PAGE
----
Although provision was made for most children to learn remotely, engagement and access has differed by socioeconomic status. In May 2020, a survey reported that only 42% of pupils were returning homework. This figure was only 30% in the most deprived areas compared with 49% in the least deprived.17 A quarter of pupils had little or no home IT access, significantly affecting access to learning resources. Children in the highest income quintile reported more home learning resources and parental support and spent over 75 min/day longer on home learning than those in the lowest income quintile.18 Although many local authorities and schools have provided laptops and creative opportunities for connecting and learning,19 inequalities in home education are likely to be substantial and further widen entrenched educational inequalities.18 Some special educational needs schools remained fully closed at the time of writing, leaving families struggling with a lack of respite and support.
Just over a third of early years settings in England remained open during lockdown, with only 5% of places attended.20 Most young children have spent lockdown within home environments where, for some, household dysfunction and parents’ psychological stress may have negatively contributed to early child development. The phased return to early years settings and schools has involved a careful balancing of perceived risk against the provision of childcare and education. In late May, 60% of parents surveyed were not planning to return children to nursery due to safety fears and lack of clear government guidance.20 On 8 June 2020, as lockdown in England eased, average occupancy rates in early years settings were 37%, just over half that in spring 2019 (77%),21 highlighting concern about the potential for collapse of the sector in the absence of government investment.20
Evidence demonstrating lower transmission rates of COVID-19 in children22 has supported the return of all pupils to full-time education from September. However, COVID-19 cases within educational settings will require groups of children to self-isolate for up to 14 days, creating further long-term disruption and uncertainty for many. Central government have committed to £1 billion funding to provide catch-up tutoring for the most disadvantaged pupils.23 In the long term, further systematic changes could consider a reduced focus on results and provision of more support for addressing well-being and mental health.
Increased health risks of lockdown
Safeguarding and domestic abuse
In England, 2 million families struggle with domestic abuse, parental substance misuse or parental mental health issues. Rates of domestic abuse increase in times of crisis, for example, following Hurricane Katrina.24 During the first three weeks of UK lockdown, 14 women and 2 children were killed by men, at least 10 of them allegedly by their partners, ex-partners or fathers. This is over double the average number of women killed over a three week period in the last decade.25 Urgent care proceedings in the family courts have also sharply increased, which may in part reflect prioritisation of care cases but may also suggest a heightened risk to children under lockdown. There has been a concomitant reported surge in calls to domestic abuse helplines and online services.26 The UK’s national domestic abuse helpline saw a 66% rise in calls and a 950% increase in website visits, with an associated increase in demand for refuge places.27 Many services in this chronically underfunded sector have reported staffing issues due to COVID-19 and refuges are at reduced capacity. Hidden need is more likely to remain hidden and reported need unmet.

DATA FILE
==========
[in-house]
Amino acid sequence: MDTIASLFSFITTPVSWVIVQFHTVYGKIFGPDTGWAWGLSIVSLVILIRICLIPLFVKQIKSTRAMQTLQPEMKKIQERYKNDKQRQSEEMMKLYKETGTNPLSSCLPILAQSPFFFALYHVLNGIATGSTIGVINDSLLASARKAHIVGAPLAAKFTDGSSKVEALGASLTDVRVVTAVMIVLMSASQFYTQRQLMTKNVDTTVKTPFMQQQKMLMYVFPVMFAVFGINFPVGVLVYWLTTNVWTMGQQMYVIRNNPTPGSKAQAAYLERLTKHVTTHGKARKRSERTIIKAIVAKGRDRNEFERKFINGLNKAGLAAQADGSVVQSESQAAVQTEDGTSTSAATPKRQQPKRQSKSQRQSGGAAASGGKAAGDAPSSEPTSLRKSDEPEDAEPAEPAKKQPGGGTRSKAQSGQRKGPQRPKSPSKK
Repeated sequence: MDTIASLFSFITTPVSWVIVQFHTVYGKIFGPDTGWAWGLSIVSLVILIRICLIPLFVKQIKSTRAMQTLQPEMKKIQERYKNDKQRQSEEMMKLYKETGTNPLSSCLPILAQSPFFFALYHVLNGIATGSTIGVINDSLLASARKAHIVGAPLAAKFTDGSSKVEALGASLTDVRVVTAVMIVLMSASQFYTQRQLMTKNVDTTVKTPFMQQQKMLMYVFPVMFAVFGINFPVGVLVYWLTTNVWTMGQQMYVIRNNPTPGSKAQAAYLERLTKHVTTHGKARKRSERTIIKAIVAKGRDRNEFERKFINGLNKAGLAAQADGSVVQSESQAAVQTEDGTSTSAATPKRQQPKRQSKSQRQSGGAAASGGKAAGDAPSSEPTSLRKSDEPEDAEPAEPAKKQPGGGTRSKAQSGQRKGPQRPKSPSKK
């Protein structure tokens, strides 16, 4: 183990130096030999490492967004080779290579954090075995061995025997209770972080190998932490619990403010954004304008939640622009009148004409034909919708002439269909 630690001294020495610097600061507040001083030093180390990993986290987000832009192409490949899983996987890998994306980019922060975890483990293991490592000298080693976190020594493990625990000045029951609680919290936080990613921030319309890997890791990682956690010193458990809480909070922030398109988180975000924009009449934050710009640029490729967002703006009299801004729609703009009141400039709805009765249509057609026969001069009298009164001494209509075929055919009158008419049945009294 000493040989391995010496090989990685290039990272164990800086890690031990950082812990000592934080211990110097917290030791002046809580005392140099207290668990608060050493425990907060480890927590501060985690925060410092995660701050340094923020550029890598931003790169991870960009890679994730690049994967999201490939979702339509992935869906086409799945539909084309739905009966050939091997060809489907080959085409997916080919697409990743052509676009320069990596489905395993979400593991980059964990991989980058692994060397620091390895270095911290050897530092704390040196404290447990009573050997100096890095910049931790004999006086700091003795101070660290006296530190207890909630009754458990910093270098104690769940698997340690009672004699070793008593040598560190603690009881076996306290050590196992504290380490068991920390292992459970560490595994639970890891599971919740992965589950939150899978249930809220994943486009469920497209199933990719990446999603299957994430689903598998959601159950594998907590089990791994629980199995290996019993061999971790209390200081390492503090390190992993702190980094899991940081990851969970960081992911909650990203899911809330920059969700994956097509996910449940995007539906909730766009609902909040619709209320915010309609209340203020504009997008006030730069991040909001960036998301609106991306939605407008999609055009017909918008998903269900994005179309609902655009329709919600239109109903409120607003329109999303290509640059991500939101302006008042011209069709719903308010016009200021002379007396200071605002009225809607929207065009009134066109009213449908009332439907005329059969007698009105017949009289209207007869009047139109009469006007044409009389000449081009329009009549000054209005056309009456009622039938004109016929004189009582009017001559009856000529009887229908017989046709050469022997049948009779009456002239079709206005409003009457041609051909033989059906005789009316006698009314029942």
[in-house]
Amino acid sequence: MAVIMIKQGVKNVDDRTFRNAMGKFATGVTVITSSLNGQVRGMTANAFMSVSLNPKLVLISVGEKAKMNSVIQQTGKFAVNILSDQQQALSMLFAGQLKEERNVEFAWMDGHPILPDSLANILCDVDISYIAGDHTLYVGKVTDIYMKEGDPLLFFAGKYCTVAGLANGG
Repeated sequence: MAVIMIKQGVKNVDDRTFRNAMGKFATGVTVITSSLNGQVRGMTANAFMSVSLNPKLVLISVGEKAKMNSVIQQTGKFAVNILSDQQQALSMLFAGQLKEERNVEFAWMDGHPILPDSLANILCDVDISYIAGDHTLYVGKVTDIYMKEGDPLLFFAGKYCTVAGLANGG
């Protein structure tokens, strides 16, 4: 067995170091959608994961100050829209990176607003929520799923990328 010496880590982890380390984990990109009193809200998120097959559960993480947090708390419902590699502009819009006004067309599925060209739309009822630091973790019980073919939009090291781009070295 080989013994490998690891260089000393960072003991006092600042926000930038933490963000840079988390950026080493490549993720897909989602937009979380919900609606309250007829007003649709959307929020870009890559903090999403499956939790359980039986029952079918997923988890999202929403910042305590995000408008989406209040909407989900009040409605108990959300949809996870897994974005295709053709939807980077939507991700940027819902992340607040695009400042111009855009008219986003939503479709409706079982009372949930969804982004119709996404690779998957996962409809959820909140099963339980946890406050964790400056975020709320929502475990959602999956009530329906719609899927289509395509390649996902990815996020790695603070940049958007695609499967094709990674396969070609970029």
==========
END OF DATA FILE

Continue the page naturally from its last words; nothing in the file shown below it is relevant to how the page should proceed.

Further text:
With few vulnerable children attending school, opportunities for safeguarding interventions by teachers and school nurses may be reduced: schools and education services accounted for 20% of referrals to children’s social care in 2018–2019.28 The relaxation of some statutory child protection duties, including allowing phone calls over face-to-face visits and less frequent health assessments for children in care, in order to ease the burden on children’s services, have been heavily criticised.29 While this legislation has been clarified, these measures remain in place for use at the discretion of local councils.30 Charities and other organisations working to tackle domestic abuse, including the police, courts, children’s and adult’s social care, are advised to develop contingency plans, addressing increased long-term demand for services as lockdown lifts.24 Improved data collection and emergency funding, particularly to support vulnerable groups such as disabled and Black, Asian and minority ethnic (BAME) women, are also required.31
Emotional well-being and mental health
The impact of social isolation on emotional well-being and mental health is an overarching area of concern for all age groups but particularly for children.32 Before the pandemic, C&YP’s mental health was already in crisis.33 The pandemic has exacerbated problems, increasing family stress, removing protective environments such as school and decreasing physical access to services. Many C&YP have experienced higher levels of anxiety and depression during lockdown.34 A survey by Young Minds found that 83% of young people with existing mental health needs found the pandemic had contributed to further deterioration.35 Similarly, younger children appear to have struggled during lockdown, with parents of children aged 4–10 years reporting increased behavioural and attention difficulties. However, for teenagers without prior mental health concerns, there was little change in both parent-reported and self-reported measures.36
While referrals to NHS mental health services initially slowed, a sharp rise in referral rates has now been reported in many areas37 including a surge in use of online mental health platforms.38 Childline have delivered almost 7000 counselling sessions to children who contacted them with concerns directly relating to COVID-19, and over 2000 counselling sessions per week since lockdown began, for C&YP with more general mental health and well-being concerns.39 A recent systematic review suggested that C&YP experiencing loneliness during lockdown may be up to three times as likely to develop depression in future.40